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Cusith: For update spotting I have a script that --update-cache then does a --status with output to a file then I commit the file into git and have it show the last changes with git show.
Good idea, and it doesn't even need two full library copies, just one. I think git is overkill, but I guess there might be benefits. I normally only run --status to ensure that all my files have verified checksums, which they don't if I abort a download. In any case, I'll stick to my old habits.

The only thing missing now is a solution that requires zero local copies of your entire library. I guess placing gamedetails.json under source code control like you do with the --status output would be sufficient Perhaps filter it first to spit out the download path and size for only the files that would actually be downloaded. Needs work. I'm still not motivated enough to do it myself right now, though.
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Cusith: Have you tried using just a single thread I see a consistent max with just one.
Changed the settings and am trying that now, but it's still horrifically slow :-(

Would it help to start over by cleaning out lgogdownloader? I'm just worried the token/crapcha thing will get bugged again.
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Pangaea666: Would it help to start over by cleaning out lgogdownloader? I'm just worried the token/crapcha thing will get bugged again.
For a test, is it also slow if you download from the browser?
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Pangaea666: Would it help to start over by cleaning out lgogdownloader? I'm just worried the token/crapcha thing will get bugged again.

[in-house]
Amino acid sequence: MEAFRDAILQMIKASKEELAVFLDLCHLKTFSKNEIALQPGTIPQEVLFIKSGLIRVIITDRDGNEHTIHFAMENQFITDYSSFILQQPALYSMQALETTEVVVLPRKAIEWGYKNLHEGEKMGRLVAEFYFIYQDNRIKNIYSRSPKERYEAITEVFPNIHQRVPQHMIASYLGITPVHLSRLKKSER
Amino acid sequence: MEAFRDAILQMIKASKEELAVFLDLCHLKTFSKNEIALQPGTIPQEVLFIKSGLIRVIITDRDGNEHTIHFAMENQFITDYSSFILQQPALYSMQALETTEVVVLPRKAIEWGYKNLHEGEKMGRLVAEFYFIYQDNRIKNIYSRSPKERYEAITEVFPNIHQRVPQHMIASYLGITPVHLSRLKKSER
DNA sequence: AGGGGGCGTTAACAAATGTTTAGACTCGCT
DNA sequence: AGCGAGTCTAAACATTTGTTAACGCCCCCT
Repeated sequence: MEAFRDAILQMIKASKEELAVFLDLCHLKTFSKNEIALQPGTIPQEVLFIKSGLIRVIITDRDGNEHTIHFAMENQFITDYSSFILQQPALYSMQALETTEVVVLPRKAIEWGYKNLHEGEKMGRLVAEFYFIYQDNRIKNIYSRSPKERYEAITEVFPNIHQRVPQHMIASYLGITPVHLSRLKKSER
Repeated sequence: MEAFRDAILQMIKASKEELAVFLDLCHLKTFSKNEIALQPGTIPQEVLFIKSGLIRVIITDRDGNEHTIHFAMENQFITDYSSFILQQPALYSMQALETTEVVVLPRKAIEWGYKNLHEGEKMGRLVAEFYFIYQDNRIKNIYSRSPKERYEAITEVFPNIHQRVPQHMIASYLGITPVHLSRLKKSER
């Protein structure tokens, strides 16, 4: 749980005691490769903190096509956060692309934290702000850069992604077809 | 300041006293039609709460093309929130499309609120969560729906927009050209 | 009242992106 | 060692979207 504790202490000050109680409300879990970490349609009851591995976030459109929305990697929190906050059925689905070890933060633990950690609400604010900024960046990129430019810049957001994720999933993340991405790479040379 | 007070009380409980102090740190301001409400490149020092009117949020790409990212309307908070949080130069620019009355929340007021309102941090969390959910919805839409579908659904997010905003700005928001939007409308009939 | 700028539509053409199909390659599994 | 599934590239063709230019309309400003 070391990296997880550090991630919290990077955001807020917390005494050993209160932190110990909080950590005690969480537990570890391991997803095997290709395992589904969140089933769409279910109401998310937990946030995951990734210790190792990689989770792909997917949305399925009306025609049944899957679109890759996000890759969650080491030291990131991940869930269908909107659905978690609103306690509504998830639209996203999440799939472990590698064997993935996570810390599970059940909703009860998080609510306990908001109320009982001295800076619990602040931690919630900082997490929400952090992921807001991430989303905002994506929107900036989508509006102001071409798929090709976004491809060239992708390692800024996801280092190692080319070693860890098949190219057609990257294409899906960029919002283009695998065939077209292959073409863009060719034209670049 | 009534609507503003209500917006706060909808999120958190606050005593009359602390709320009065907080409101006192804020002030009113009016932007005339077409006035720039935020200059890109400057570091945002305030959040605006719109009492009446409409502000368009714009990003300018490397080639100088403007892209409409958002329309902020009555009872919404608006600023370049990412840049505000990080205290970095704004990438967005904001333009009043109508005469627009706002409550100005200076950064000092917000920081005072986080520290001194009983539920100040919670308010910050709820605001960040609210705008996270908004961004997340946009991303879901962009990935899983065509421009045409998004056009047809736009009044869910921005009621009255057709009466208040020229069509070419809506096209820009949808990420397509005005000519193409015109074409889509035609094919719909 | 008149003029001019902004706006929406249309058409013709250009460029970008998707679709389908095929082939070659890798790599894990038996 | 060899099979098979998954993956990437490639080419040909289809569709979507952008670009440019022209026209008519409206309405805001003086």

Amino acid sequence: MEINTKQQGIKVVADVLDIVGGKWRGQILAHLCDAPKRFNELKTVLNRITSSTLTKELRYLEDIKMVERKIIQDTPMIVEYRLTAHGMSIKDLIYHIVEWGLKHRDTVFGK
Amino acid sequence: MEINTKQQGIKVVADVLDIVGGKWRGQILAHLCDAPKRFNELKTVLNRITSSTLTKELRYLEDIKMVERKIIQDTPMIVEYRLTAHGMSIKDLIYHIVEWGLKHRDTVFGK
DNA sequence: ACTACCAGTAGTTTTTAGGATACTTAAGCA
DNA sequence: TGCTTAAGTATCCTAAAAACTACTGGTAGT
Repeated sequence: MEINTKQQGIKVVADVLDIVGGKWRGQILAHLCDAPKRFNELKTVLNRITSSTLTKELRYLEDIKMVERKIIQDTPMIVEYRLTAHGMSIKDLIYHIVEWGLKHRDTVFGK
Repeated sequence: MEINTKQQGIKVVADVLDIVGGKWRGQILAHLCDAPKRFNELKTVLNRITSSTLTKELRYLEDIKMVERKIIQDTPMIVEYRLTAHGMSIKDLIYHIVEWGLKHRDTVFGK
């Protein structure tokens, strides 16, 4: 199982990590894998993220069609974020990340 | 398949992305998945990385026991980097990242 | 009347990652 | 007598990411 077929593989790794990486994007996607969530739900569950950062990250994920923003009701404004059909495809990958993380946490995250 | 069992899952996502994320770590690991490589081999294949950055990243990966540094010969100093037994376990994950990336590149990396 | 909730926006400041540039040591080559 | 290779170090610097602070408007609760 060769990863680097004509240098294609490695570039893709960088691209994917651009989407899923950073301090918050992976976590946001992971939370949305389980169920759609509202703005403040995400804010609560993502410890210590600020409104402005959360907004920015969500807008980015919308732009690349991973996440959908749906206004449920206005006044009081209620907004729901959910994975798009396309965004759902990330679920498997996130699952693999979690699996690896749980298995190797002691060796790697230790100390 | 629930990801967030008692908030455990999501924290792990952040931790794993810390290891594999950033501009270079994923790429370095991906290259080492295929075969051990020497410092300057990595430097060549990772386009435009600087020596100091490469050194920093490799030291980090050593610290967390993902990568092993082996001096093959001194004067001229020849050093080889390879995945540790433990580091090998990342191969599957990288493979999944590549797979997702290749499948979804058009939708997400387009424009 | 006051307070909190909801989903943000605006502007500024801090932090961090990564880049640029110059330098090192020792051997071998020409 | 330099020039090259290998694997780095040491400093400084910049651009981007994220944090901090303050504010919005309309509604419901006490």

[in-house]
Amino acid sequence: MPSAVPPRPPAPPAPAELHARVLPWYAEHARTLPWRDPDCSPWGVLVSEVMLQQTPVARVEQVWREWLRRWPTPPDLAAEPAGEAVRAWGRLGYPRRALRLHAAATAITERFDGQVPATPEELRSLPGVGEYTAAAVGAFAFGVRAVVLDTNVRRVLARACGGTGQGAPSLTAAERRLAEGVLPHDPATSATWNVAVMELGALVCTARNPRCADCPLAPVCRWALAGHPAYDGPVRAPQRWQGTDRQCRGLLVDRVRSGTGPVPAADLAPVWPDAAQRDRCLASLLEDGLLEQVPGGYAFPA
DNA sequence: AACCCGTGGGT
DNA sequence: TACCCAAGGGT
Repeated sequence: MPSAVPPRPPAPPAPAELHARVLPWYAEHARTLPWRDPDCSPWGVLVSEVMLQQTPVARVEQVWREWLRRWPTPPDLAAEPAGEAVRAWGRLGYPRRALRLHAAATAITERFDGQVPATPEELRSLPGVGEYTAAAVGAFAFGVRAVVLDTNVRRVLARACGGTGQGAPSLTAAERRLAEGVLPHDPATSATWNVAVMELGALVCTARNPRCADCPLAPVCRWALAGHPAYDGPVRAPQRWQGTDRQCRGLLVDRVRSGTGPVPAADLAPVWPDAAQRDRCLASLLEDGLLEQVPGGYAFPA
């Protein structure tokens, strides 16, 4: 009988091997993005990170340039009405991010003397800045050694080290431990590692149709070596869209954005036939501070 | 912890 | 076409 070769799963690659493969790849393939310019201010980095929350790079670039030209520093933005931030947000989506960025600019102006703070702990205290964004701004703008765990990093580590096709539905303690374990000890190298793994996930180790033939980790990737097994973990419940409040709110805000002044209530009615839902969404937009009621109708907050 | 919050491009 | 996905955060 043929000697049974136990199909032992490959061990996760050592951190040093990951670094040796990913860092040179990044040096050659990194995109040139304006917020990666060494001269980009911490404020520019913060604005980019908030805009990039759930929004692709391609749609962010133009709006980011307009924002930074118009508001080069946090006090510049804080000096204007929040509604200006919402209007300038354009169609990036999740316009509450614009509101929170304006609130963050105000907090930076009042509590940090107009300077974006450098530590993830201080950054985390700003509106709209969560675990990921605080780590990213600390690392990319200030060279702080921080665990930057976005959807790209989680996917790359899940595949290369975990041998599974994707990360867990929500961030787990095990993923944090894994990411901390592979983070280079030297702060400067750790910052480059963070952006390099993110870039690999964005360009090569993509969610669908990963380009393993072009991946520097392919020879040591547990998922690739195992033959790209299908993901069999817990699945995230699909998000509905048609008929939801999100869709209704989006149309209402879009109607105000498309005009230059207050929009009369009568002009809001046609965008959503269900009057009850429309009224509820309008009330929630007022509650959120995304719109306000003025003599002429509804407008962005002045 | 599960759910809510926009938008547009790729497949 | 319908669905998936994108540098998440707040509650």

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shmerl: For a test, is it also slow if you download from the browser?
The actual download seemed better with one thread, actually. But the bigger problem is how slow it is to go through files that are already downloaded, to get to files that are actually needed. Don't have any many games as many do, but with 150+ titles it's still a lot of files. And most of them sit in the terminal window with seemingly no progress/anything happening. Then it goes through a few, before another 10-20 second wait. Even for tiny files.

If nobody else have these problems, maybe it's something on my end? Regular downloads are fast, however.

Not entirely unknown I see, also to a certain other person in here ;-)
https://github.com/Sude-/lgogdownloader/issues/117

No solution in there, though, it's still an open ticket. Intriguing to see the person mentioning 400 kB/s, because often it has dropped to that on my end as well, especially when I used 4 threads.
Post edited August 05, 2019 by Pangaea666
neat, with --xml-directory and automatic-xml-creation file validation is going like in seconds :D now need to find out how speed up updating cache :D
Just finding this and it is awesome! Not a Linux guy but the instructions were straight forward and I compiled my first Linux program but ....

when running --list-details it always errors at the same place. Any ideas?

HTTP response code said error 100
HTTP ERROR: 404 (https://www.gog.com/account/gameDetails/1444400283.json)
Error from reader: * Line 1, Column 1
Syntax error: value, object or array expected.
* Line 1, Column 1
Syntax error: value, object or array expected.